My plane ride to China best symbolizes what I expect my experience in China to be. I expected my United Airlines flight to be like any other long flight: watching movies on the mini screen in front of my seat. As I arrived at my window seat, I was in utter shock and horror because guess what? There was no mini-TV! Even better was that I couldn’t watch Zootopia like everyone else because my earphone cord didn’t work. The one thing I do when I’m stressed is sleep. So, naturally, I slept. When I woke up, there was an old Asian man who looked to be about 70 years old sleeping on my shoulder. I spazzed out and woke him up. He immediately started speaking Chinese to me, and I could only make out one of the things he said; “Are you Chinese?” “No, I’m American.” And that’s how the plane ride went from depressing to interesting. I barely reviewed Chinese before coming to China, and it definitely showed during our conversation. As he talked to me in only Chinese, I had my first taste of what China was going to be like (which involved using a lot of my Chinese-English dictionary). This is what some of the conversation looked like:
I had a huge headache the entire plane ride and felt like a 3 year old child trying to talk to Albert Einstein. But throughout my terrible Chinese, I learned that his son is a professor at Penn, a story about a man named Wu Song who killed a tiger, and (after holding up the flight attendant for several minutes) how to say red wine in Chinese. Long story short, my plane ride was my first taste of China: and it tasted weird but interesting.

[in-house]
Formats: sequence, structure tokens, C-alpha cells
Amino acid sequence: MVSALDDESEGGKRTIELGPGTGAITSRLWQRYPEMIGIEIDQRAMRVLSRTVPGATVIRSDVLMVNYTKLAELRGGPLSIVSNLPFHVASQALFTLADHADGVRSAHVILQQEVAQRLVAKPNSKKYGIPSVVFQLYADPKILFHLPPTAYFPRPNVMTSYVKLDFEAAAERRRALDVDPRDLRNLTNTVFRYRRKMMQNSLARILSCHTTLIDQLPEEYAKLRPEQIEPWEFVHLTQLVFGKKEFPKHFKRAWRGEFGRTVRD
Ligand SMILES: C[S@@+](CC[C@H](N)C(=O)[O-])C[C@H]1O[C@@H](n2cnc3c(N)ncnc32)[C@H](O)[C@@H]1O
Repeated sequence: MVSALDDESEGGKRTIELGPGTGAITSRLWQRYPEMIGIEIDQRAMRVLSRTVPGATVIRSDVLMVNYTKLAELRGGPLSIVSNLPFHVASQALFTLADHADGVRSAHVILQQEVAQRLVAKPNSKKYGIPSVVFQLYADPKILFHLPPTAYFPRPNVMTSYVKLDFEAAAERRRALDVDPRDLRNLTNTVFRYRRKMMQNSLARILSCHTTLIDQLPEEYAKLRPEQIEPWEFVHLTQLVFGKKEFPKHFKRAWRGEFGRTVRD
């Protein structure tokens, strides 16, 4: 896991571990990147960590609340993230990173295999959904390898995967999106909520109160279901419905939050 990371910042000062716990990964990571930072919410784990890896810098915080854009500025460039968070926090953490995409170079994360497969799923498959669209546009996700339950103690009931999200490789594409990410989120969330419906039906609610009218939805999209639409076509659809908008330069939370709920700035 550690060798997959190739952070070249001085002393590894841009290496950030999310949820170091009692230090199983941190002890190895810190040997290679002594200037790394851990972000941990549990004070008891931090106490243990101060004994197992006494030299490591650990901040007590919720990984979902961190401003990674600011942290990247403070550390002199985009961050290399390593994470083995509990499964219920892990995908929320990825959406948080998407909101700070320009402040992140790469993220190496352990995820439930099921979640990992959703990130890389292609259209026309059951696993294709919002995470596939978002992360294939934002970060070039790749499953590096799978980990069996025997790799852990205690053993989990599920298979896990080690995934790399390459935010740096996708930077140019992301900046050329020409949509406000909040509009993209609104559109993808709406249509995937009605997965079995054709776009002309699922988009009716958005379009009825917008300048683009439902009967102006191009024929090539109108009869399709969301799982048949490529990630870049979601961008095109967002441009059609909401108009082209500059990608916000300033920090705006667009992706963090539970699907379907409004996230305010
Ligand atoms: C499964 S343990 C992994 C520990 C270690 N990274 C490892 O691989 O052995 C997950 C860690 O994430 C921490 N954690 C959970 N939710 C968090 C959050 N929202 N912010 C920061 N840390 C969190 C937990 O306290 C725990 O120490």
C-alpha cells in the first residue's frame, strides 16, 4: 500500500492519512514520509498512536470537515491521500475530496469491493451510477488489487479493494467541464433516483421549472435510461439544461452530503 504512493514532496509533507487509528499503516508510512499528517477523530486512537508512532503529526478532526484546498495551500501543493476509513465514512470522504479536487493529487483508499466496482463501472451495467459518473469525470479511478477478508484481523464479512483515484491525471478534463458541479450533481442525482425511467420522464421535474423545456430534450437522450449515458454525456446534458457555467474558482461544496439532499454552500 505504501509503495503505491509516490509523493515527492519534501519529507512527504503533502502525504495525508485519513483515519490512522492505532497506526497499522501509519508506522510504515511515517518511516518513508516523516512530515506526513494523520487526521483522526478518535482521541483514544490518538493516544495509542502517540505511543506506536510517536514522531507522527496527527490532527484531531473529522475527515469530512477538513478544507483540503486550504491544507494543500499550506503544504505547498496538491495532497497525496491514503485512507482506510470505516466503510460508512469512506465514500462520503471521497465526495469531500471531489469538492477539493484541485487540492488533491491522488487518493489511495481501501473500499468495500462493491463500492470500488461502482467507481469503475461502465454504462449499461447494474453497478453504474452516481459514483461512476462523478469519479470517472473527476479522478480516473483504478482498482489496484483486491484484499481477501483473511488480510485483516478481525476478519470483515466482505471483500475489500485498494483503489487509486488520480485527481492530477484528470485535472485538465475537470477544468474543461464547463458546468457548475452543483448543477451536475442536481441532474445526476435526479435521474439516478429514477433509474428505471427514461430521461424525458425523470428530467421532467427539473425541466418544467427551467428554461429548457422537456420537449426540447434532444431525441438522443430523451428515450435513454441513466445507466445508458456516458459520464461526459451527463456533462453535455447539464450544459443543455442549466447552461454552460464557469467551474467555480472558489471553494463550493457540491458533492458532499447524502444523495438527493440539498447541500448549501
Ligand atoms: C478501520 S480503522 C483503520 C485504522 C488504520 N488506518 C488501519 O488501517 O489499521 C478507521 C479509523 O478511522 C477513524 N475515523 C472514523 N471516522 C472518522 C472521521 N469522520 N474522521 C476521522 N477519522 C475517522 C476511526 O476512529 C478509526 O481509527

I noticed a lot of things that I took for granted in the States. For example, TOILET PAPER. Public bathrooms here are not only holes in the ground, but they also don’t provide toilet paper, so we have to carry these little packs of tissues. Ice water is also huge. Restaurants here don’t provide us with ice water, so we have to drink hot water. But it’s ok. Everything is really cheap here and the people are really nice (except when they’re driving: it is terrifying).
NDiB is pretty challenging, in both the academic and cultural sense. We have a lot of work to do and I still don’t know how to say napkin in Chinese but it’s aight. My classmates and I suffer together, but we also have fun together hahaha. We went to a few “cultural excursions,” 比方说 (for example) we went to the Great Wall and Tiananmen Square. The Great Wall was super sick. There were a lot of foreign people struggling to hike the Great Wall, but the view was incredible. 8/8 would highly recommend. Tiananmen Square is cool too, but there were a lot of people there, which made me feel pretty uncomfortable. There were a lot of Chinese people taking pictures of us because we were American (well mostly my caucasian friends), so we felt like celebrities.
In conclusion, even though there are some things that I don’t care for in Beijing (air quality, dense masses of people, and 90+ degree Fahrenheit weather), overall I really love it here. The people are chill, my classmates are fun, the teachers are awesome, and the city is bumping. See you guys next week!